Urban and Regional Planning
What research questions currently preoccupy you?
There are two predominant components to my research interests: Geographic Information Systems (GIS), and methods for effective community engagement in the neighborhood planning process. As for the first, GIS is computer technology that turns location-based data (e.g. demographics, survey findings, addresses, etc.) into maps that can be analyzed for patterns and to build spatial knowledge. I am particularly interested in methods to convey the technology to my SJSU students in an engaging and memorable way but, even more so, in a manner that boosts their chances for landing jobs and internships by possessing this powerful skill set. I'm always thrilled when a student contacts me to excitedly announce that he or she secured a position thanks to their new-found GIS skills! I keep a log of such messages at home and I'm well into my third dozen! Aside from GIS, I work under the umbrella of CommUniverCity San Jose to engage teams of graduate students with leaders in central city neighborhoods to conduct a comprehensive community assessment, which is a documentation of current conditions in the community. My students bring the time, energy, and solid research skills, and the neighborhood leaders provide the local "lived expertise" about their home. Together, we use the finished assessment as a platform to identify a Top Ten list of planning priorities for the neighborhood, such as improved street lighting, more public open space, or safer streets for pedestrians and cyclists. Both the assessment report and the Top Ten list can be powerful lobbying tools to improve central San Jose communities.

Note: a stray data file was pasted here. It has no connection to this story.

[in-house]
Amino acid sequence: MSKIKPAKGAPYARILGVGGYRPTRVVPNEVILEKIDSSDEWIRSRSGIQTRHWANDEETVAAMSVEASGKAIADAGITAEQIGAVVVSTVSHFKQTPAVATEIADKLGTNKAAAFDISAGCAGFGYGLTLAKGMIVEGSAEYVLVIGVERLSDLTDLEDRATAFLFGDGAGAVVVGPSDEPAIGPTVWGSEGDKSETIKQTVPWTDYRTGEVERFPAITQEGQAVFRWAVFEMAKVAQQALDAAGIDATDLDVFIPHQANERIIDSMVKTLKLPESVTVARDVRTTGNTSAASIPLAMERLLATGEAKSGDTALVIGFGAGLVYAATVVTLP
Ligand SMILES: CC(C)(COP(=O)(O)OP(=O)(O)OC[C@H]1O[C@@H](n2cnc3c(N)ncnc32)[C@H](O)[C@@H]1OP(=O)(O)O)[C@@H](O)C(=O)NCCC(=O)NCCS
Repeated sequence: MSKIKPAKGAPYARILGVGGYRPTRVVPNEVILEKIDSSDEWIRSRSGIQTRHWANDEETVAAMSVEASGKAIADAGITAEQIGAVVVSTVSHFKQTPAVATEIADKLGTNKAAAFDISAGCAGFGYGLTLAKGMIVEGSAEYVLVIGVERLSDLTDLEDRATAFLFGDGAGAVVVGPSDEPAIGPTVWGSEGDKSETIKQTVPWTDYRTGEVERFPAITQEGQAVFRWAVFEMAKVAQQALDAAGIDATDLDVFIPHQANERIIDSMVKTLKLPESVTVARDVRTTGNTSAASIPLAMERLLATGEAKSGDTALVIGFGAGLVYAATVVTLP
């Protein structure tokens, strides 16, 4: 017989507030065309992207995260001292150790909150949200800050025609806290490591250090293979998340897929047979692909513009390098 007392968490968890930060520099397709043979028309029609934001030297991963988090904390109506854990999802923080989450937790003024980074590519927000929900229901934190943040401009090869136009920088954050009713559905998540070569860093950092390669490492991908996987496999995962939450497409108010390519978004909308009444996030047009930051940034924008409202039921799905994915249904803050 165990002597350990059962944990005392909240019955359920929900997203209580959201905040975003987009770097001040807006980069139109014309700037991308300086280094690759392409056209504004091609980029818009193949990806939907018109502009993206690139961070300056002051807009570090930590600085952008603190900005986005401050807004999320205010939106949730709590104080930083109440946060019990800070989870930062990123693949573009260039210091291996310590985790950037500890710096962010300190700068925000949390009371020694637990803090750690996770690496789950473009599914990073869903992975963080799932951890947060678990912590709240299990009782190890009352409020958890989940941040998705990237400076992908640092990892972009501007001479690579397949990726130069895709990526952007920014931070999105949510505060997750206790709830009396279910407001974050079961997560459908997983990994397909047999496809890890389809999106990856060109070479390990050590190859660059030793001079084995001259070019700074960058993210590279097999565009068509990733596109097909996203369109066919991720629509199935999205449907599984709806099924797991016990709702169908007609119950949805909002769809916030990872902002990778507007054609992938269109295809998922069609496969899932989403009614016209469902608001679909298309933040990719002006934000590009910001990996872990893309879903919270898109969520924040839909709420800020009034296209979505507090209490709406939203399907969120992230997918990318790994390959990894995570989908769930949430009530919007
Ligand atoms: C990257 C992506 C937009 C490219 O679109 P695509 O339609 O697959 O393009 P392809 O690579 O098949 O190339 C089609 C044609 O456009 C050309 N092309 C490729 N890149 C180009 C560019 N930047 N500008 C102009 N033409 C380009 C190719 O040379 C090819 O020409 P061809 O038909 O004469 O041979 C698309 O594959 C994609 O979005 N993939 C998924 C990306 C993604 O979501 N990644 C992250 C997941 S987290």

What personal factors contributed to your research?
I've purposely tried to maintain a solid footing—both in my research and in the classroom—in the two areas that excite me most: GIS technology and progressive urban planning. As a certified urban planner I am committed to fostering a range of housing, transportation, and employment choices for the communities I serve, but only if they pass a variety of sustainability tests. I am not at all motivated to perpetuate low-density suburban sprawl which, in the words of James Kunstler, is probably "the greatest misallocation of resources in the history of the world". I believe strongly that with progressive urban planning communities can provide choices in living arrangements for all tastes and life stages, but I don't believe that we need to spread out mindlessly into the hinterlands to do so.
What has been most challenging in your research?
Would it be too predictable to say "lack of time and money"? Well, that's the truth. I pour so much time into class preparation, teaching, and detailed grading that research often takes a back seat. Finding funds to adequately conduct a professional-grade community assessment is often a challenge as well since organizing community meetings, producing a top-notch report, and undertaking careful data collection entails costs. I am thrilled, however, that my work at SJSU has been so well-regarded that I've earned a one-semester sabbatical to take stock of next steps for my teaching and research interests.
How has your position in SJSU contributed to your research?